“Freshman 15 down to just 8,” blared an October 23 USA Today headline. But reporter Nanci Hellmich still found an appetite for worry about college students’ eating habits in her Life section article.
“New research out Sunday shows that the newcomers on campus only gain a little more than half” the traditional “freshman 15,” she noted, referring to research findings from studies at Brown and Purdue Universities. Yet the reporter glumly added that “nutritionists are not applauding. They still fear these young adults are laying the groundwork for heavy adulthood.”
The study results were presented with the headline “Generation XL” at “the annual meeting of the Obesity Society, an organization of weight-loss professionals,” wrote Hellmich, who went on to cite nutritionists’ complaints about the wide food selection and buffet-style arrangements at college dining halls, as well as irregular dining schedules for busy students.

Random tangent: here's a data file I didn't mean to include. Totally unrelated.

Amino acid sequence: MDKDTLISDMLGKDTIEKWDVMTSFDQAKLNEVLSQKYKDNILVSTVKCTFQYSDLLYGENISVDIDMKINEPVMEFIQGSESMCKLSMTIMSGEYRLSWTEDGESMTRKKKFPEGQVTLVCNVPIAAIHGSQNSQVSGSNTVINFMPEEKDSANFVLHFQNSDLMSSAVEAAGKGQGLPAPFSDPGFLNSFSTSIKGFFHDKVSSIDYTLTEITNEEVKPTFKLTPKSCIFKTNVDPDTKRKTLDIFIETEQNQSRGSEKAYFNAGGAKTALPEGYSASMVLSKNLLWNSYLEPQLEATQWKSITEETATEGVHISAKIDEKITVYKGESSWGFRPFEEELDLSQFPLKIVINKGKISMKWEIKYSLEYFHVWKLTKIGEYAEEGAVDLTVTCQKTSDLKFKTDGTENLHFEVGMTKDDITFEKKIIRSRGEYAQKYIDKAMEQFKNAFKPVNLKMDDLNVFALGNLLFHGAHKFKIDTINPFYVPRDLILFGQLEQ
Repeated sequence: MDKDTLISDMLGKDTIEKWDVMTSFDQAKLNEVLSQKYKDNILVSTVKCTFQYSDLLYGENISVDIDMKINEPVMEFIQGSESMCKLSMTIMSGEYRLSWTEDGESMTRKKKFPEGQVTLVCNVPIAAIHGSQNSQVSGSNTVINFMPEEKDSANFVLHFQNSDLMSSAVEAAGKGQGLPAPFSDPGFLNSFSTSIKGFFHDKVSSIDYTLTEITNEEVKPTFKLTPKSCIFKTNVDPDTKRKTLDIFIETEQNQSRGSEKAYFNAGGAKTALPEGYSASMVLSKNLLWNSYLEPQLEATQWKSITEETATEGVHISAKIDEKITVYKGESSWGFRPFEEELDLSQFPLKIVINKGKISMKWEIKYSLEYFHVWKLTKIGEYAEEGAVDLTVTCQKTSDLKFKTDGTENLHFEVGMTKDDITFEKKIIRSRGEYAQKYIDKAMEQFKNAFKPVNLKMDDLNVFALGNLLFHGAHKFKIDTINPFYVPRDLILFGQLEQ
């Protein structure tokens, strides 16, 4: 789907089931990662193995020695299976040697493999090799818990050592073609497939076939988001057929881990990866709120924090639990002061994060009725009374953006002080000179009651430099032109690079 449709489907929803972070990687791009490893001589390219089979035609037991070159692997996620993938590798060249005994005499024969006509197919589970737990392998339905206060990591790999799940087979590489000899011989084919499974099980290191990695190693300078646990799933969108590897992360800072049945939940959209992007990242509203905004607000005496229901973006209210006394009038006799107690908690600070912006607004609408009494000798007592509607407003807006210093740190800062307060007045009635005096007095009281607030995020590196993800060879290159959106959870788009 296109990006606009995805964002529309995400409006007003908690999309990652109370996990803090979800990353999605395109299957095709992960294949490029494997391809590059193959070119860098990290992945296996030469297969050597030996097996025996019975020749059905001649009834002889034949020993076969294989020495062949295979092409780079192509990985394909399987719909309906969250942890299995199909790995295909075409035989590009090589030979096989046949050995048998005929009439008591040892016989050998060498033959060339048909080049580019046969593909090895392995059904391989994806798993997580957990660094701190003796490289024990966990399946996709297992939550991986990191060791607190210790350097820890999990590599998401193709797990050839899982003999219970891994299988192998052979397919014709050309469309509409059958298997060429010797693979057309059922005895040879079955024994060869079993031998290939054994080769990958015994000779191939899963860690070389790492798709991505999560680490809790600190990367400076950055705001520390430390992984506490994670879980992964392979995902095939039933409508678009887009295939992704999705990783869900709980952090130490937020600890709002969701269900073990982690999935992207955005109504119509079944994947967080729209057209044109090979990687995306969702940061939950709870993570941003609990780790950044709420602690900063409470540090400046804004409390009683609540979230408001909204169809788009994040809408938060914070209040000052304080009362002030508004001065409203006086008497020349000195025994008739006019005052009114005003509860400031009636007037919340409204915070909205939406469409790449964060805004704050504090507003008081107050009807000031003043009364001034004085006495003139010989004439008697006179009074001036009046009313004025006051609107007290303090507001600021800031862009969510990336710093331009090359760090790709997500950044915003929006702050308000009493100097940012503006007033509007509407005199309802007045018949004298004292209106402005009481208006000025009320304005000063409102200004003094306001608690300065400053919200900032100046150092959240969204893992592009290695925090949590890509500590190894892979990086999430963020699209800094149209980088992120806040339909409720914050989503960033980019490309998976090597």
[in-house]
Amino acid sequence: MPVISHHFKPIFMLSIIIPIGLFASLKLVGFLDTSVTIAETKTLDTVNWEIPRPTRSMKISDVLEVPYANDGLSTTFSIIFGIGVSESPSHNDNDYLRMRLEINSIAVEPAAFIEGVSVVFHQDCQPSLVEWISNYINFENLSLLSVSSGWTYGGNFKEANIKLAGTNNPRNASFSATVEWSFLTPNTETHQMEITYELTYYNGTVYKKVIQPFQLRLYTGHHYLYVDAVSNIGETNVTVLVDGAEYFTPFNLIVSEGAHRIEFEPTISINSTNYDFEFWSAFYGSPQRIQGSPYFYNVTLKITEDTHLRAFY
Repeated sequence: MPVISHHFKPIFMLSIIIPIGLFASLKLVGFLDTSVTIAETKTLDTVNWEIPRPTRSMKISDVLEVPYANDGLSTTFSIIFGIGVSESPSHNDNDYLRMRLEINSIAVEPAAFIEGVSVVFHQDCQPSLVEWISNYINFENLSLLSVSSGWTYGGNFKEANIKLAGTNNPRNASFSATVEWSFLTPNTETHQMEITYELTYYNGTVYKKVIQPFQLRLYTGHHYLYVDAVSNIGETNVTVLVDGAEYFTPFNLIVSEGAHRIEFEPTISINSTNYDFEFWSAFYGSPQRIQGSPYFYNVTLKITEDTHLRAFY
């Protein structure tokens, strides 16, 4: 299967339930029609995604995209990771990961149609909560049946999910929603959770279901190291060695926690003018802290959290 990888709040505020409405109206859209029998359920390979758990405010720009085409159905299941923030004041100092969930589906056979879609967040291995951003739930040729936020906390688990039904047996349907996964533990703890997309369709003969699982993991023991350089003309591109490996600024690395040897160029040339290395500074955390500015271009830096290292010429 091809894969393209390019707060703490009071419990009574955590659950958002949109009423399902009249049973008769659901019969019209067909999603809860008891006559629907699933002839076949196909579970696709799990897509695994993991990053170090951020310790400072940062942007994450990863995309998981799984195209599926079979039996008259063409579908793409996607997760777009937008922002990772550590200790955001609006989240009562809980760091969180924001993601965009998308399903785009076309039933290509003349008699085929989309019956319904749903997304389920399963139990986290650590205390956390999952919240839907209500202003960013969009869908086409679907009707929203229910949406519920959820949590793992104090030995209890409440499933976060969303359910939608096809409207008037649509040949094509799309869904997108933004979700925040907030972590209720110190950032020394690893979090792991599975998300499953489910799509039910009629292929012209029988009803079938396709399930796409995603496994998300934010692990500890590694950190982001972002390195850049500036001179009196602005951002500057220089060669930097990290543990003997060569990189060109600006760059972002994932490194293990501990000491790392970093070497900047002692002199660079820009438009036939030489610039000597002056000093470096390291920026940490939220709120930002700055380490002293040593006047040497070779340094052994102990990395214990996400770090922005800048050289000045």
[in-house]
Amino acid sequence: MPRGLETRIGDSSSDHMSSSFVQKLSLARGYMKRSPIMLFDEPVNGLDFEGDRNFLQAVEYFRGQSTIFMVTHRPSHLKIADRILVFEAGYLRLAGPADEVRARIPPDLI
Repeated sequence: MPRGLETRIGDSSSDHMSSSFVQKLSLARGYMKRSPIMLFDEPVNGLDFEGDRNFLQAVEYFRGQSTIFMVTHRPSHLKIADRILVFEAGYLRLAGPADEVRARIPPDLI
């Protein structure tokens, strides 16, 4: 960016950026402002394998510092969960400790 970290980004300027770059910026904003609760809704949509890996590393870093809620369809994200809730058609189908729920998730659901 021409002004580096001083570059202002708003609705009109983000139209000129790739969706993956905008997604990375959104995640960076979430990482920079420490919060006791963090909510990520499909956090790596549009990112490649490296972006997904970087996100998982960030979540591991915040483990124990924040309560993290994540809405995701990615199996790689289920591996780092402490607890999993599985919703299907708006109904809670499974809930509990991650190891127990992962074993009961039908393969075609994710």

Yet of the three students Hellmich featured in her story, two of them still were in the “normal weight” category of the government’s body mass index (BMI) – a weight measurement used by the media – after packing on the pounds.
- Brown University sophomore Eunice Eun put on 15 pounds during her freshman year to weigh 143, but at 5-foot-6, her BMI would be 23.1, well below the 25.0 threshold for being classified as overweight. Eun regularly runs and eats a diet heavy in vegetables and fish, Hellmich noted. University of Michigan freshman Allie Lewin put on only 5 pounds but “she’s determined to nip the increase in the bud,” Hellmich added, with changes to her diet and exercise. But at 5-foot-1 and 115 pounds, Lewin has a BMI of 20.7, again well within the “normal weight” BMI category.
What’s more, two of the students she featured blamed their weight gain in part on a drop-off of regular exercise from their high school athletic pursuits: Lewin with soccer and University of Oklahoma senior Ryan Storer with wrestling.
Far from blaming their colleges or hectic schedules for their weight gain, Hellmich’s subjects declared themselves personally responsible for their eating and exercise choices, and that development portends far less ominous consequences for “Generation XL” than Hellmich’s article forecasted.